Could nopales, aka prickly pear cactus, be the next “it” ingredient?
Chefs are braving the prickly exterior and coaxing out amazing flavor. They’re also learning how to deal with the “slime factor.”
Chef Katy Smith of Puesto, a modern Mexican restaurant with locations in San Diego, La Jolla and Irvine, Calif., for example, contends the nopales cactus she uses tastes grassy, or similar to green beans.
“It goes great with citrus or meat,” Smith said, describing a few of the ways she has put cactus in the spotlight at Puesto.
Puesto’s nopalitos, or cured nopales cactus, mingles with pickled red onions, cherry tomatoes and queso fresco in a salad or small plate that evokes the perma-summer of sunny San Diego.
Cactus paddles are cooked for Puesto’s zucchini and cactus taco. They combine with zucchini in calabacitas, a traditional veggie side dish in Tex-Mex cuisine, with avocado-cilantro-tomatillo salsa in a blue-corn tortilla topped with cheese.
And there’s a cactus cocktail at Puesto: La Verdad (tequila blanco, agua fresca de nopales cactus and lemon). Also on the cactus-forward menu is a nopales-lime gelato, a dairy-free treat that’s topped with Tajin, a cult-favorite spice in the Southwest. It was created in collaboration with La Jolla gelato company Bobboi Gelato.
One stumbling block Smith and other chefs have found in working with cactus is the slime factor.
“When preparing cactus, I combat the sliminess in a few different ways,” she said. “Our cooked version [in the zucchini and cactus taco] is actually twice cooked and strained after the initial cook process in order to remove the gelatinous liquid that leaches out of the cactus.”
In Puesto’s salad version (nopalitos), the cactus is pickled then rinsed under cold water.
To cut the slime, chef Michael Beckman of Truss & Twine in Palm Springs, Calif., cuts cactus into strips and blanches them, a step he said “removes 90 percent of the slime factor.”
As far as dealing with the prickly parts of cactus, Beckman simply buys cactus from a market that removes the needles.
The cactus variety he uses most is called opuntia, a type of cactus in the prickly pear family that’s farmed for consumption. He’s tried several others while hiking and foraging in the desert and he’s even taken some from his own front yard.
“Anything that has the paddle shape and produces fruit” can work, Beckman said.
He goes from savory to sweet with cactus on the menu. When going for a savory profile, he adds acid, fat and heat in the form of tomato, tomatillo or citrus; olive oil and Fresno or serrano chiles.
The cactus confit with citrus peel and star anise at Truss & Twine begins with cactus cut into strips and cooked for just under two hours in a confit with cinnamon sticks, star anise, cloves, lemon and grapefruit peels and raw sugar.
“Cactus is quite simple to prepare,” Beckman said. “Cut it into strips and simmer it in water or a stock. It can be used in a wide variety of dishes: salads, tacos, braises, scrambles.”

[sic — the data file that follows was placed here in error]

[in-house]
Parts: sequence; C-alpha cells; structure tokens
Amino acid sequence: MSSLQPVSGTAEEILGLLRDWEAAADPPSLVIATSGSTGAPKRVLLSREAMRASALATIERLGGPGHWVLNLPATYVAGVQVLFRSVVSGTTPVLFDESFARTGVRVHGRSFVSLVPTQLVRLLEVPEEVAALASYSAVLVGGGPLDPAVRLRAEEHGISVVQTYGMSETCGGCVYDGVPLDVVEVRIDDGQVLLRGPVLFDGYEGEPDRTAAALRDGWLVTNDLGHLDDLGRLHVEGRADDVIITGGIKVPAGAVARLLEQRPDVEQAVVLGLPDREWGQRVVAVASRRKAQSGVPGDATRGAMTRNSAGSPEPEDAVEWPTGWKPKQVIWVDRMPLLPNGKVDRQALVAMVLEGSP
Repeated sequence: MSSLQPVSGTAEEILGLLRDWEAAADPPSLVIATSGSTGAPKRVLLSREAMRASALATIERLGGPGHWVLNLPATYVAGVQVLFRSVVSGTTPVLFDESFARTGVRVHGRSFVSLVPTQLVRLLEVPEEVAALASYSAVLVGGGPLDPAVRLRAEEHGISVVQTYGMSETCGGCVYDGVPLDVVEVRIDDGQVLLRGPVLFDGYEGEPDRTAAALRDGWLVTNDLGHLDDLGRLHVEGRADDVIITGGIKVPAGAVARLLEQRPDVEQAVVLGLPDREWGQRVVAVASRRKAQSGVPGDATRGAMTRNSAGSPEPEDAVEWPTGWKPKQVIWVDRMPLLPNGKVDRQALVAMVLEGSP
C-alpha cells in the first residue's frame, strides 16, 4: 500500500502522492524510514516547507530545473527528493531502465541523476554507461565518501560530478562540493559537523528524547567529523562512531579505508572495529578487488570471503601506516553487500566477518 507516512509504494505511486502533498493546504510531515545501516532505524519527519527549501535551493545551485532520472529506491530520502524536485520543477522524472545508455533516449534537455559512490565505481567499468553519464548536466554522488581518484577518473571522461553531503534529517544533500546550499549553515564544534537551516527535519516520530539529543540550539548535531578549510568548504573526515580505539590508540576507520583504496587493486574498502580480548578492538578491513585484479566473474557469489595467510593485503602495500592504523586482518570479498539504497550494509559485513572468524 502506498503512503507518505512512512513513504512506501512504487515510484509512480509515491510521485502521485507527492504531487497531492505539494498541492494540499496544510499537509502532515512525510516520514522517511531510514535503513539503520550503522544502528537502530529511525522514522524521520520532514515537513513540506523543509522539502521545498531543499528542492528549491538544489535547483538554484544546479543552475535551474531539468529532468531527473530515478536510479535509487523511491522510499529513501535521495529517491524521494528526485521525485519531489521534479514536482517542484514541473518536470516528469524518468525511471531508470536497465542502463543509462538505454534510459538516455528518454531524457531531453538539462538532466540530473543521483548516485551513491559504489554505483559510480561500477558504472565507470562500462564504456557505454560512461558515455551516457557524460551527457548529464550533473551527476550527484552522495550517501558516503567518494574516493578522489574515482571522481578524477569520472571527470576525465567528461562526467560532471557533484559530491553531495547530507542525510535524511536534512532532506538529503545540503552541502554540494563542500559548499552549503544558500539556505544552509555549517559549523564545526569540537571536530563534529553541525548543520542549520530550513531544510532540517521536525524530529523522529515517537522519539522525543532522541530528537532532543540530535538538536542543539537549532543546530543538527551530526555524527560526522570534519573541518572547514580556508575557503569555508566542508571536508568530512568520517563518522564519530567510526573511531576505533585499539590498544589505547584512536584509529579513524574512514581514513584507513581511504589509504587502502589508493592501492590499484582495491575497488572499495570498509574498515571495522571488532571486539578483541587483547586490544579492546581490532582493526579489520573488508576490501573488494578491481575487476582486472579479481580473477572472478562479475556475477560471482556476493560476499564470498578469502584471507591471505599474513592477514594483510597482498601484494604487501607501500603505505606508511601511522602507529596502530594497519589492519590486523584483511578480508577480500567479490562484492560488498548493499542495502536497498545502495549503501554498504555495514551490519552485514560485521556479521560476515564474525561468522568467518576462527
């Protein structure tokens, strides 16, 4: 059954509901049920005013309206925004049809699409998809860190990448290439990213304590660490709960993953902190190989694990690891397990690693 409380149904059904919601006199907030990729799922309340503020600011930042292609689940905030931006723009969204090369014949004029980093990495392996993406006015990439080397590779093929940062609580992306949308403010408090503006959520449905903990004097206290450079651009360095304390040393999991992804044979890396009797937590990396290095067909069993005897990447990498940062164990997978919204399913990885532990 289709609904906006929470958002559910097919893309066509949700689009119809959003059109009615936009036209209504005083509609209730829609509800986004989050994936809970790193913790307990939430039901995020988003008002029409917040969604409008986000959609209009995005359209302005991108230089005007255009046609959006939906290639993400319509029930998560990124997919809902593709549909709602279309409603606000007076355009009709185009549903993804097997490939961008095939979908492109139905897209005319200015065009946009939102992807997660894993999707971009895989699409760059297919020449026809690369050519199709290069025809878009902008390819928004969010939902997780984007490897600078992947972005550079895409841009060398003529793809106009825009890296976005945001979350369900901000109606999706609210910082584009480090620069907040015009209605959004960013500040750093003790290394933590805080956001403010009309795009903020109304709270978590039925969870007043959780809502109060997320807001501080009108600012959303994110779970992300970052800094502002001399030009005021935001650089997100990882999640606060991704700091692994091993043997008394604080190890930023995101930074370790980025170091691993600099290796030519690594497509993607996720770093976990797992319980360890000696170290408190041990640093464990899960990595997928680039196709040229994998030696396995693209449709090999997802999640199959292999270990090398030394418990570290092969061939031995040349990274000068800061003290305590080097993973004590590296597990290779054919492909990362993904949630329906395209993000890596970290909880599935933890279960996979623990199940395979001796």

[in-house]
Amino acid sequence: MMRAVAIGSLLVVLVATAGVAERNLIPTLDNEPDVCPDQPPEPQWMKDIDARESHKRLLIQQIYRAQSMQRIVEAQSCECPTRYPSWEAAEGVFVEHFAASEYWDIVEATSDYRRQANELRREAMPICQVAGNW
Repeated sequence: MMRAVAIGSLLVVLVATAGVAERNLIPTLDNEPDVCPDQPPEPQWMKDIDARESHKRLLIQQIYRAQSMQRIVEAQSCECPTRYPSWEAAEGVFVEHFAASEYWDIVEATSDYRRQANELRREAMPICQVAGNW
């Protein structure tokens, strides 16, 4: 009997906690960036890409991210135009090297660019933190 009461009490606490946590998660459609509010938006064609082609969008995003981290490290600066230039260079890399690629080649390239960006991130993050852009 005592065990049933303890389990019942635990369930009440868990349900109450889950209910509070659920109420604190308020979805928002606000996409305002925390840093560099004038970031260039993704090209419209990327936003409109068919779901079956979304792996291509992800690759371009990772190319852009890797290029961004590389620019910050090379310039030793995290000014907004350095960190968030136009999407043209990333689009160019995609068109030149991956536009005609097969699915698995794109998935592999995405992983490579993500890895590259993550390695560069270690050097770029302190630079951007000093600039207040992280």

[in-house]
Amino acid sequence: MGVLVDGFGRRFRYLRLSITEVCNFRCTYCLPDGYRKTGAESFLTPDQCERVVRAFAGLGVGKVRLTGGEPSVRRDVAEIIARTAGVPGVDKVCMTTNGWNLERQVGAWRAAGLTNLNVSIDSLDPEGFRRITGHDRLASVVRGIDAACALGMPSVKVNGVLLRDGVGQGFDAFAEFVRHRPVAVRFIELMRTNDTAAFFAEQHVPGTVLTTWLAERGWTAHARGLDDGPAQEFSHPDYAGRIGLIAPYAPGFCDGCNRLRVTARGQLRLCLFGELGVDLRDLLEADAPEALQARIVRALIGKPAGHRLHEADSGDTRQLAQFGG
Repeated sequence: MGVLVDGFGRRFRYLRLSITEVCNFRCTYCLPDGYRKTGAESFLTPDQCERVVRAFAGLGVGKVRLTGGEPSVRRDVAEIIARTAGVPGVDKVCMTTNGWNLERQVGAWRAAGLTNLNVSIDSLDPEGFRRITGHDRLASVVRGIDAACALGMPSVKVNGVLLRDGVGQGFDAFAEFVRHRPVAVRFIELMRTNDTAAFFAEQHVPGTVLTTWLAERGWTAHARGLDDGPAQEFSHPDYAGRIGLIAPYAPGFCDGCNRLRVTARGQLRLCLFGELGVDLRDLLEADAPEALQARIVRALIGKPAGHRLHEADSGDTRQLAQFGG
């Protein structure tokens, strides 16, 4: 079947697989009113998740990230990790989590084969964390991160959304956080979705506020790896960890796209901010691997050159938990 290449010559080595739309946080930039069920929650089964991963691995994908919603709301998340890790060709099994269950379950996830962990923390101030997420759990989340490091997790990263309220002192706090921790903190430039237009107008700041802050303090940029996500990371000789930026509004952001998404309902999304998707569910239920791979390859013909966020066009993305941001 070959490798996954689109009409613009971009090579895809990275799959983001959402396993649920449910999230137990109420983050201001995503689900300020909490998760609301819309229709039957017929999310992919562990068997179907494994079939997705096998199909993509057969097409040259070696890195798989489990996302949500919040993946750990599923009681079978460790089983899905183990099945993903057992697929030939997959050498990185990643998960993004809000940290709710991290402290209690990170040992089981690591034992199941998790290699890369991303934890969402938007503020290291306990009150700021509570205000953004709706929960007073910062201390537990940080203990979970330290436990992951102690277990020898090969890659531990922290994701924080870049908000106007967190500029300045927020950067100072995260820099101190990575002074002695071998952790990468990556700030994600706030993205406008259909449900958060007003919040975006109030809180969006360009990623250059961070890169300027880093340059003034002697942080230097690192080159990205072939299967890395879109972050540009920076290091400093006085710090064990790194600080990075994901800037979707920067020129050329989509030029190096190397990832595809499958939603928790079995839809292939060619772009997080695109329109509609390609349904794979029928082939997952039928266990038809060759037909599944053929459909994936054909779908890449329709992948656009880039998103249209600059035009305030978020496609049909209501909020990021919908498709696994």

Cactus can also make a splash with seafood, as demonstrated at Nikkei, an upscale Japanese-Peruvian restaurant in Dallas, where cactus in gel form is paired with oysters punzu Buena, featuring Beausoleil oysters, cactus pear gelée and ponzu.
At Gracias Madre, a plant-based Mexican restaurant in West Hollywood, cactus takes a comfort-food turn as part of a homey stewed dish that’s vibrant with color and soft and welcoming in texture.
And cactus is getting a modern makeover at Chef Jason Alley’s brand new taco spot Flora in Richmond, Va. Here, you’ll find cactus as an entrée with a downhome accent: fried cactus paddle stuffed with cheese and mushrooms in a chile-tomato sauce with rice and a side salad.
Here are five examples of cactus killing it on the menu:
Zucchini and cactus taco
At Puesto, with locations in San Diego, La Jolla and Irvine, Calif., cactus can be found in several ways. This taco features cactus, zucchini, corn, tomato and avocado folded into melted cheese in a house-made corn tortilla.
Nopales and lime gelato
Cactus can be dessert as well, shown here also at Puesto, in a dairy-free gelato prepared by Bobboi Gelato in a proprietary recipe for the restaurant. It’s perfect when paired with mezcal.
Cured nopales (the soft pads of underdeveloped prickly pears) make a plate statement with pickled red onions, cherry tomatoes and queso fresco.
Cactus confit with citrus peel and star anis
Truss & Twine’s Chef Michael Beckman pairs this tender take on cactus with Drake Farm’s goat cheese, bougainvillea dust and honey from Temecula, Calif.
Oysters ponzu Buena
Taking cactus in a seafaring direction, Nikkei in Dallas offers Beausoleil oysters with cactus pear gelée and tangy ponzu.
At Gracias Madre, cactus gets the down-home treatment of long, simmering stewing. The result is cactus as comfort food.